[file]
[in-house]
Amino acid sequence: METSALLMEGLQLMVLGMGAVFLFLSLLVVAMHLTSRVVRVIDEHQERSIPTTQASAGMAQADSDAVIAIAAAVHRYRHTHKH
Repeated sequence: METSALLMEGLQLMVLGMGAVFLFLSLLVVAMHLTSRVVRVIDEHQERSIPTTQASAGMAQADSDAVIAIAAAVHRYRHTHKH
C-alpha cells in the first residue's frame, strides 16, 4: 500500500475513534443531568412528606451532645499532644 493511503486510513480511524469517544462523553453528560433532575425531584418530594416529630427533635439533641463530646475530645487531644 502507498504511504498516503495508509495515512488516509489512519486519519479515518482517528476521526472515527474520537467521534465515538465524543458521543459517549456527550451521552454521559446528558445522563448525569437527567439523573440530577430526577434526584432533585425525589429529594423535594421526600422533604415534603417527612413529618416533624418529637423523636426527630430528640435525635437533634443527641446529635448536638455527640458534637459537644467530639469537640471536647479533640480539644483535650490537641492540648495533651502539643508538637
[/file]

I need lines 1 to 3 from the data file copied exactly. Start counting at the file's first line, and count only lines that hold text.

[in-house]
Amino acid sequence: METSALLMEGLQLMVLGMGAVFLFLSLLVVAMHLTSRVVRVIDEHQERSIPTTQASAGMAQADSDAVIAIAAAVHRYRHTHKH
Repeated sequence: METSALLMEGLQLMVLGMGAVFLFLSLLVVAMHLTSRVVRVIDEHQERSIPTTQASAGMAQADSDAVIAIAAAVHRYRHTHKH